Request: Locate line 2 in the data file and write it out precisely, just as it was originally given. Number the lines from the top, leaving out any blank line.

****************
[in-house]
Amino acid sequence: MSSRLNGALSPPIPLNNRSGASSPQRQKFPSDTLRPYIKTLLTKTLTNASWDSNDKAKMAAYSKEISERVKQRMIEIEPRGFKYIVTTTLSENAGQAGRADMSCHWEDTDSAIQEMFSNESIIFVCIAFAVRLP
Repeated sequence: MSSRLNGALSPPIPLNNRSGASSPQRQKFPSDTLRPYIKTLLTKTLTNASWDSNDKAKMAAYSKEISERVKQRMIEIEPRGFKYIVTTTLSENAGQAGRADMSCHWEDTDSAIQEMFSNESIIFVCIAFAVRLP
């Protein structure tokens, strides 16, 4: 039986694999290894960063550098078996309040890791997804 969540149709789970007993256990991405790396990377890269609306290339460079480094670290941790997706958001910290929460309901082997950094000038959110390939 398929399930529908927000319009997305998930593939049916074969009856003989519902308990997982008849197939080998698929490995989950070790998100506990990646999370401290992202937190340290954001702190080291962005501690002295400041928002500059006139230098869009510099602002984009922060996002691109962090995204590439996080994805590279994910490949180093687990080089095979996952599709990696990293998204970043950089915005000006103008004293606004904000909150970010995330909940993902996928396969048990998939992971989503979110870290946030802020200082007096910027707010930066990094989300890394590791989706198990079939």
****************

Amino acid sequence: MSSRLNGALSPPIPLNNRSGASSPQRQKFPSDTLRPYIKTLLTKTLTNASWDSNDKAKMAAYSKEISERVKQRMIEIEPRGFKYIVTTTLSENAGQAGRADMSCHWEDTDSAIQEMFSNESIIFVCIAFAVRLP